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Vitamin B No Help For Alzheimer's Patients

Posted by Chrissie Cole
Wednesday, October 15, 2008 11:24 AM EST
Category: Major Medical
Tags: FDA and Prescription Drugs, Vitamin B, Homocysteine, Alzheimer's Disease, Stroke, Dementia


IMAGE SOURCE: © Wikimedia Commons/ progressive dementia patient/ author: Dr. Laughlin Dawes

New research has determined that vitamin B supplements do not slow down the progression of Alzheimer’s disease (AD).

Researchers hypothesized that vitamin B might be beneficial in slowing down the progression of Alzheimer’s symptoms because the nutrient lowers blood levels of homocysteine.

Homocysteine, an amino acid produced by the body, is elevated in people with the disease and has also been linked to an increased risk of heart disease.

Alzheimer’s is the sixth leading cause of death in the United States. An estimated 5.2 Americans are currently living with the disease.

Alzheimer's attacks brain cells, killing some and weakening the effectiveness of others. The most obvious symptom of Alzheimer's is the loss of memory and the associated inability to recognize friends and loved ones.

Usually the disease strikes slowly and the symptoms go unnoticed or are discounted. Eventually the victim has difficulty expressing thoughts and performing common activities.

The tangles and plagues associated with Alzheimer’s act as weeds that suffocate the healthy brain tissues causing it to die.

In a randomized study conducted on 409 patients diagnosed with mild to moderate Alzheimer’s disease. Patients were assigned to one of three groups – to take vitamin B6 and B12 supplements, high doses of folate or a placebo for 18 months.

Researchers measured the rate of the cognitive decline using Alzheimer’s Assessment Scale.

The group taking vitamin B supplements showed no decrease in disease progression when compared to the placebo group.

“A regimen of high-dose vitamin B supplements does not slow down cognitive decline in patients with mild to moderate Alzheimer’s,” states Paul S. Aisen, M.D. and colleagues of the University of California, Department of Neurosciences.

The study findings show homocysteine levels were successfully lowered, but, it did not translate into cognitive or clinical benefits, said Aisen. “In short, high dosages of vitamin B are not helpful in Alzheimer’s disease.”

Once Alzheimer’s disease is diagnosed in a patient, treating risk factors may not help to slow down the disease’s progression, in fact, it may prove harmful to the patient, says Dr. Greg M. Cole, Ph.D., a professor of medicine and neurology at the University of California.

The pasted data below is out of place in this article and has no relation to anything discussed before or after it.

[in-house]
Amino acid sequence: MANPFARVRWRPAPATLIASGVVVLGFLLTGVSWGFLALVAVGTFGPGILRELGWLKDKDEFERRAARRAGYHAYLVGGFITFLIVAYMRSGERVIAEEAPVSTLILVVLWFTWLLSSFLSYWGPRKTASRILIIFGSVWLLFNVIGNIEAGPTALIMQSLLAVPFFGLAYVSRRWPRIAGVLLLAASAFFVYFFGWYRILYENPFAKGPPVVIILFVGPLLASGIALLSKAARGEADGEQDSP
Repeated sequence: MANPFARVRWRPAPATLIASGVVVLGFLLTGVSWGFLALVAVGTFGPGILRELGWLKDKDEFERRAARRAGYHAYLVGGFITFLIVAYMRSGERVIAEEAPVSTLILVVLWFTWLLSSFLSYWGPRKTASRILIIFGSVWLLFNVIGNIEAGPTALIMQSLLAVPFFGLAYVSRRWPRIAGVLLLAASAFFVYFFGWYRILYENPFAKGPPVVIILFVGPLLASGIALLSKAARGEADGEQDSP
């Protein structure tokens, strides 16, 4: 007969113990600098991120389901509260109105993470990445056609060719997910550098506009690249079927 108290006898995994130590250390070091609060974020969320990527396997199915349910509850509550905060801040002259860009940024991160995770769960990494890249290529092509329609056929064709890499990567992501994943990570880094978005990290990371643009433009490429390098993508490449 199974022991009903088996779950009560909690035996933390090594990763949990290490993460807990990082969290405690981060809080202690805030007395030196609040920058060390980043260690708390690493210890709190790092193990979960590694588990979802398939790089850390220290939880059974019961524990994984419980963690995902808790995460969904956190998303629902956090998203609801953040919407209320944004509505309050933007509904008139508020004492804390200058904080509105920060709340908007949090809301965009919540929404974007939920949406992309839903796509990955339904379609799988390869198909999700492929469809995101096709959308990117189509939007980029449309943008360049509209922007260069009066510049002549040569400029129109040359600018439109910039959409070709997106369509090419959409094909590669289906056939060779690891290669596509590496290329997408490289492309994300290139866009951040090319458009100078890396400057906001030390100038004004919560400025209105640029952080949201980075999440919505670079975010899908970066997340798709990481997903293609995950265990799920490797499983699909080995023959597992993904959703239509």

This is yet another attempt to use high-vitamin dosages like drugs in the treatment and prevention of disease, Pamela Mason of Health Supplements Information Services, said in a news release. “Vitamin B supplements are not intended to combat or treat Alzheimer’s disease. They are health supplements and their role is to maintain good health. This study, like many others evaluating vitamins fails to address the issue of health maintenance.”

The study, “High-Dose B Vitamin Supplementation and Cognitive Decline in Alzheimer Disease,” is published online in the Oct. 15 issue of the Journal of the American Medical Association.

In another study, researchers suggest they may be one step closer to diagnosing Alzheimer’s disease while the patient is still alive, increasing the opportunity for treatment sooner.

A positive identification is typically not done until after death, when an autopsy can be conducted. While a patient is alive a series of tests may be given to determine brain decline, a less exact method of diagnosis. #


Anonymous User
Posted by De-bunk
Wednesday, October 15, 2008 12:05 PM EST

Vitamin B may not slow the disease progression but that does not mean they should/could not supply their body with the B vitamins. The title of yoru article is too broad,'Vitamin B of no help to Alzheimers," is like saying,"Seatbelts is of not use to car drivers."

Anonymous User
Posted by N W
Wednesday, October 15, 2008 12:15 PM EST

Who funded this study? A pharmaceutical company?

Jane Akre Injury Board Community Member
Posted by Jane Akre
Wednesday, October 15, 2008 12:34 PM EST

Editors Note* - Thanks for the astute question.

National Institute of Aging did the study.


Anonymous User
Posted by Tannim
Wednesday, October 15, 2008 1:30 PM EST

What isn't addressed is the cause of Alzheimers, which is neural toxic heavy metal poisoning that cuts off and permamently damages neural transmitters and receptors in the brain. The symptoms match that of a geriatric ASD, and little study into the relationship between the physiological problems in the brain fro Alzheimers and toxic heavy metals have been studied yet, but it fits. It is that damage and the body's natural attempts to heal it that causes the plaques and tangles that are seen in Alzheimer's patients.

Homocysteine in the bloodstream reduced with B12, but that doesn't affect the brain at all. It does increase heart problem risks, however, and since it binds to proteins, can degrade bone, skin, and collagen. BTW, the homcsyteine is the primary cause of arterial damage, and that same naturla healing system causes scarring on the arterial walls, which the plaque clings to, causing blockages.

Moral of the story: eat natural right, exercise both bodyand mind, and boost the immune system.

Anonymous User
Posted by Jane Akre
Wednesday, October 15, 2008 4:00 PM EST

Under the heavy metal theory- wouldn't chelation of one's blood be helpful?

Anonymous User
Posted by Diane Copley
Thursday, October 16, 2008 11:59 AM EST

Dr. Paul Aisen is connected with Medivation, which developed the Alzheimer's drug, Dimebon, which Pfizer bought. Conflict of interest?

Comments for this article are closed.

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